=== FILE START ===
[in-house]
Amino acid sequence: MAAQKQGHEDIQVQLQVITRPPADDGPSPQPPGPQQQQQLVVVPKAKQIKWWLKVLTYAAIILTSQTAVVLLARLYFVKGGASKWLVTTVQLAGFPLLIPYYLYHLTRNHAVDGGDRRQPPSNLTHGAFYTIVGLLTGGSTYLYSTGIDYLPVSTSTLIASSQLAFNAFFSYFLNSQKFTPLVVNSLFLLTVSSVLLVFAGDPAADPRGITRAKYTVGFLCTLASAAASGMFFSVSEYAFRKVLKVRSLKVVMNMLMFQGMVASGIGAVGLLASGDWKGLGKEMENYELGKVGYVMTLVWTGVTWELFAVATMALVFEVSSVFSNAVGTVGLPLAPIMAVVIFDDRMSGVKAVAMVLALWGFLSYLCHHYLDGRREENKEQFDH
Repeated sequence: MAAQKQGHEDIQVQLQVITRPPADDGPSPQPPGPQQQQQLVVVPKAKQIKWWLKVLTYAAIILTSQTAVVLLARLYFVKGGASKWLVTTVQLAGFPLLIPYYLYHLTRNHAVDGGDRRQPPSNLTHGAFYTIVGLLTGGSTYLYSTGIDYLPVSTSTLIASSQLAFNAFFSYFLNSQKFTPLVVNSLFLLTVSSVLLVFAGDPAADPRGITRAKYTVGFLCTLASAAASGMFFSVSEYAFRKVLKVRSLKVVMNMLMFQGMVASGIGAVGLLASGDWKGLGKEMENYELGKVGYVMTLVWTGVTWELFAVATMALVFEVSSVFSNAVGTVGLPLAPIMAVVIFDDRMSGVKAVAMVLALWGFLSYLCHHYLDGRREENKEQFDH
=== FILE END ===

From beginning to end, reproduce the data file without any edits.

[in-house]
Amino acid sequence: MAAQKQGHEDIQVQLQVITRPPADDGPSPQPPGPQQQQQLVVVPKAKQIKWWLKVLTYAAIILTSQTAVVLLARLYFVKGGASKWLVTTVQLAGFPLLIPYYLYHLTRNHAVDGGDRRQPPSNLTHGAFYTIVGLLTGGSTYLYSTGIDYLPVSTSTLIASSQLAFNAFFSYFLNSQKFTPLVVNSLFLLTVSSVLLVFAGDPAADPRGITRAKYTVGFLCTLASAAASGMFFSVSEYAFRKVLKVRSLKVVMNMLMFQGMVASGIGAVGLLASGDWKGLGKEMENYELGKVGYVMTLVWTGVTWELFAVATMALVFEVSSVFSNAVGTVGLPLAPIMAVVIFDDRMSGVKAVAMVLALWGFLSYLCHHYLDGRREENKEQFDH
Repeated sequence: MAAQKQGHEDIQVQLQVITRPPADDGPSPQPPGPQQQQQLVVVPKAKQIKWWLKVLTYAAIILTSQTAVVLLARLYFVKGGASKWLVTTVQLAGFPLLIPYYLYHLTRNHAVDGGDRRQPPSNLTHGAFYTIVGLLTGGSTYLYSTGIDYLPVSTSTLIASSQLAFNAFFSYFLNSQKFTPLVVNSLFLLTVSSVLLVFAGDPAADPRGITRAKYTVGFLCTLASAAASGMFFSVSEYAFRKVLKVRSLKVVMNMLMFQGMVASGIGAVGLLASGDWKGLGKEMENYELGKVGYVMTLVWTGVTWELFAVATMALVFEVSSVFSNAVGTVGLPLAPIMAVVIFDDRMSGVKAVAMVLALWGFLSYLCHHYLDGRREENKEQFDH